Ozlem Aydin Sakrak, Bryn Battersby, Mr. Fabien Gonguet, Mr. Claude P Wendling, Jacques Charaoui, Murray Petrie, and Suphachol Suphachalasai
This How to Note develops the “green public financial management (PFM)” framework briefly outlined in an earlier Staff Climate Note (2021/002, published in August 2021). It illustrates, how climate change and environmental concerns can be mainstreamed into government’s institutional arrangements in place to facilitate the implementation of fiscal policies. It provides numerous country examples covering possible entry points for green PFM – phases in the budget cycle (strategic planning and fiscal framework, budget preparation, budget execution and accounting, control, and audit), legal framework or issues that cut across the budget cycle, such as fiscal transparency or coordination with State Owned Enterprises or with subnational governments. This How to Note also summarizes practical guidance for implementation of a green PFM strategy, underscoring the need for a tailored approach adapted to country specificities and for a strong stewardship role of the Ministry of Finance.
Sebastian Beer, Ms. Dora Benedek, Brian Erard, and Jan Loeprick
Governments use tax expenditures (TEs) to provide financial support or benefits to taxpayers. The budgetary impact of TEs can be similar to that of direct outlays: after the support is provided, less money is available to fund other government priorities. Systematic evaluations are needed to guide informed decision-mak¬ing and to avoid a situation where the narrative on the benefits of TEs is primarily driven by profiting stakeholders. By TE “evaluation,” this note refers to a process that seeks to systematically inform policymak¬ers on the desirability of introducing or maintaining specific tax benefits by gathering and analyzing avail¬able quantitative and qualitative information on their effects. Evaluation processes can be tailored to different levels of data availability and analytical capacity. An evaluation should focus on the policy objective of a TE and whether it effectively and efficiently contrib¬utes to that policy objective. Although important lessons can be learned from coun¬try practices in implementing increasingly ambitious evaluation processes, there is no single best-practice approach to replicate.
Spending reviews refer to the process of conducting in-depth assessments of existing public expenditure in order to identify opportunities to reduce or redirect spending from low-priority, inefficient, or ineffective spending. They offer a systemic approach to ensuring that spending is aligned with the government’s policy priorities, is effective in achieving its intended objectives and is deployed efficiently. This How to Note outlines the various objectives of spending reviews and provides guidance on designing a spending review process, including the organizational architecture and roles and responsibilities of various stakeholders. It also discusses the various stages of con¬ducting spending reviews and mechanisms for integrat¬ing their outcomes into the budget process. This note draws on lessons and experiences from countries that have established spending reviews, while recognizing that this is an emerging area for further reform.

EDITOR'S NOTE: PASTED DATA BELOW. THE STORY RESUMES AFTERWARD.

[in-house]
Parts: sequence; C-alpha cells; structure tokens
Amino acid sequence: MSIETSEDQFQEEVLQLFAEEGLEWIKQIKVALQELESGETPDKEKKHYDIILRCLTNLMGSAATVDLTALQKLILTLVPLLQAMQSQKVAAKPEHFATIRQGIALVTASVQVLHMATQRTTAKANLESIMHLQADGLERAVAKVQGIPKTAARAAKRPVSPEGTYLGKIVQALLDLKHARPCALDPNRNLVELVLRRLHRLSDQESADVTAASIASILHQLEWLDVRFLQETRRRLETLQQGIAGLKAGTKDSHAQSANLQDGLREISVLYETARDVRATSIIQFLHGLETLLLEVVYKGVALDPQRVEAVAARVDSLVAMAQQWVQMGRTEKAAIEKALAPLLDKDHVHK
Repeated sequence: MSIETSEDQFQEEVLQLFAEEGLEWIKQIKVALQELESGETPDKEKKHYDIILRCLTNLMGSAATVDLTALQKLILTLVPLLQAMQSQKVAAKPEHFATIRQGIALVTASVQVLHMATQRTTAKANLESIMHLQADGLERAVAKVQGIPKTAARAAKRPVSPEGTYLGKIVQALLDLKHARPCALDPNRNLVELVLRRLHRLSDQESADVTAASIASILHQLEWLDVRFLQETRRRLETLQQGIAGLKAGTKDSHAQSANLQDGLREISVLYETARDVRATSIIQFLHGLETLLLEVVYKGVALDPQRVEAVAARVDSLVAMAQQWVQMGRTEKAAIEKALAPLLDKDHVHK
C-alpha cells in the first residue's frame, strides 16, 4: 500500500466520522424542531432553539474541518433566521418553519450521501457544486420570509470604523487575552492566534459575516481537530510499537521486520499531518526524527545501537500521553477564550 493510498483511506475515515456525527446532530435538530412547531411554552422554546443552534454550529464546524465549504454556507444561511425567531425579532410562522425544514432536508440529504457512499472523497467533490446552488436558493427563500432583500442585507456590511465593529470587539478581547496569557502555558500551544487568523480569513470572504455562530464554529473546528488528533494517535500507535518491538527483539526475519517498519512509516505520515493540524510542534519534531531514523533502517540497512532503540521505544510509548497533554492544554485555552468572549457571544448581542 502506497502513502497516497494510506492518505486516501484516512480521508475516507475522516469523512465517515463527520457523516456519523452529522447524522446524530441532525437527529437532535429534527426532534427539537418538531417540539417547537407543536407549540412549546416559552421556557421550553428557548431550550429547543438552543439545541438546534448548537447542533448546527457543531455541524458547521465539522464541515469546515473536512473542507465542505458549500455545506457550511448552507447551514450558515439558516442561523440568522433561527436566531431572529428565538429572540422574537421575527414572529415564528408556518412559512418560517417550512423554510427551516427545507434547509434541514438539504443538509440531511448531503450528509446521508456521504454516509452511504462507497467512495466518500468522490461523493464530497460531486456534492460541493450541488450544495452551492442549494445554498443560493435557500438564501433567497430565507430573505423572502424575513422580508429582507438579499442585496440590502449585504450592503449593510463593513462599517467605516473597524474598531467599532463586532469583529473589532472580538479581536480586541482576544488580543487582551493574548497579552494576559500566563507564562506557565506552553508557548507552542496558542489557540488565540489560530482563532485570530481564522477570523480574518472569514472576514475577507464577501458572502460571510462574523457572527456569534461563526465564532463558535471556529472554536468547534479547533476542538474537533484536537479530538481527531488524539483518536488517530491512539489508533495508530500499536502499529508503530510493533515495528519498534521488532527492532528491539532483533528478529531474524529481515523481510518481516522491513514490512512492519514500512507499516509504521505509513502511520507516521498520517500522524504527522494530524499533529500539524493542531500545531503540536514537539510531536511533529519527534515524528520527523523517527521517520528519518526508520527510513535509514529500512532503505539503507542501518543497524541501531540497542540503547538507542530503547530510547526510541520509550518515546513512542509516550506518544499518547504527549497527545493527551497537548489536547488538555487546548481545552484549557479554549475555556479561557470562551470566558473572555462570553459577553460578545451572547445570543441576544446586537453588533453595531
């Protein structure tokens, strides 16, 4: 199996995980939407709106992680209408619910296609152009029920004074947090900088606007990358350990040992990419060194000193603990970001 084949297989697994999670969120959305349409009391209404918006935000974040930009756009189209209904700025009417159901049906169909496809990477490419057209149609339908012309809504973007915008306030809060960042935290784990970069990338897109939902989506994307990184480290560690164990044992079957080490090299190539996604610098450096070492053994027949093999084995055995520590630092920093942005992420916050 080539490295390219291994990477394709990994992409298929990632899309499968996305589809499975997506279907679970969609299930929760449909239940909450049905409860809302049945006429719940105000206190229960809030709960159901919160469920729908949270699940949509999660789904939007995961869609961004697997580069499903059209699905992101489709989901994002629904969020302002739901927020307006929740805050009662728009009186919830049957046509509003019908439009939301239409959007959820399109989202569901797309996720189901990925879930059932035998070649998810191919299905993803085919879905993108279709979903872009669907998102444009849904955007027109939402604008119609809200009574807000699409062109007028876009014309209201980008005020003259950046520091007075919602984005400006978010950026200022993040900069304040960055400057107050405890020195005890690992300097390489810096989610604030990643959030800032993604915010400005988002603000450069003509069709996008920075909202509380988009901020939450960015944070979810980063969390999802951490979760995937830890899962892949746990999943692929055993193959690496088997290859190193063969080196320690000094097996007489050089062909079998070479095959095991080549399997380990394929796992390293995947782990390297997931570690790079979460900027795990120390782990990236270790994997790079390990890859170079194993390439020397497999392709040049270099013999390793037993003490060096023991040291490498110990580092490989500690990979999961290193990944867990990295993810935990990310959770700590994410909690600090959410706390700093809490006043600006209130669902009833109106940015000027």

Subnational governments can create sizable fiscal risks for central governments. In addition to impacting service delivery at the grassroots level, unsustainable subnational finances can be a continuous drain on central resources. The need for stronger public financial management systems and capacities to analyze and manage risks at the subnational government level cannot be overemphasized. Central governments need to develop sound institutional mechanisms to systematically monitor the health of subnational finances to be able to proactively manage associated risks. This How to Note provides a framework for central governments that seek to assess and manage fiscal risks stemming from weak subnational finances. It analyzes the sources of subnational finance vulnerabilities and argues that central governments would benefit from putting in place the following: (1) a stronger regulatory framework, (2) improved fiscal reporting, and (3) enhanced central oversight. The lessons distilled from the international experience are particularly useful for developing economies where the management of risks can be improved.
Fazeer Sheik Rahim, Mr. Claude P Wendling, and Ms. Eliko Pedastsaar
Expenditure baseline projections (hereafter, “base¬lines”) are a key analytical concept in budget preparation that refers to estimates of future expenditure on the assumption that current policies remain unchanged. They serve as reference points against which other data, such as proposed or approved budgets, or expenditure ceilings, can be compared. In many countries they are a basic tool for starting the preparation of the budget. They represent neither future spending allocations nor total expected outturn as they do not incorporate estimates of the cost of new policies and the expected impact of saving measures. Other features of baselines are that they are generally produced over a multiyear period, they can be calcu¬lated at any level or form of the budget classification (that is, ministries, economic classification, specific policies, functions or programs), and can be summed up to higher levels (such as the whole budget). Hence, they can be useful at both a micro and an aggregate level. This note aims to clarify and establish a framework that covers baselines’ various purposes and uses. It first discusses the definition and objectives of baselines and the methodology used for producing them before outlining how they should be prepared. It concludes with a discussion of the key success factors for making the most effective use of baselines.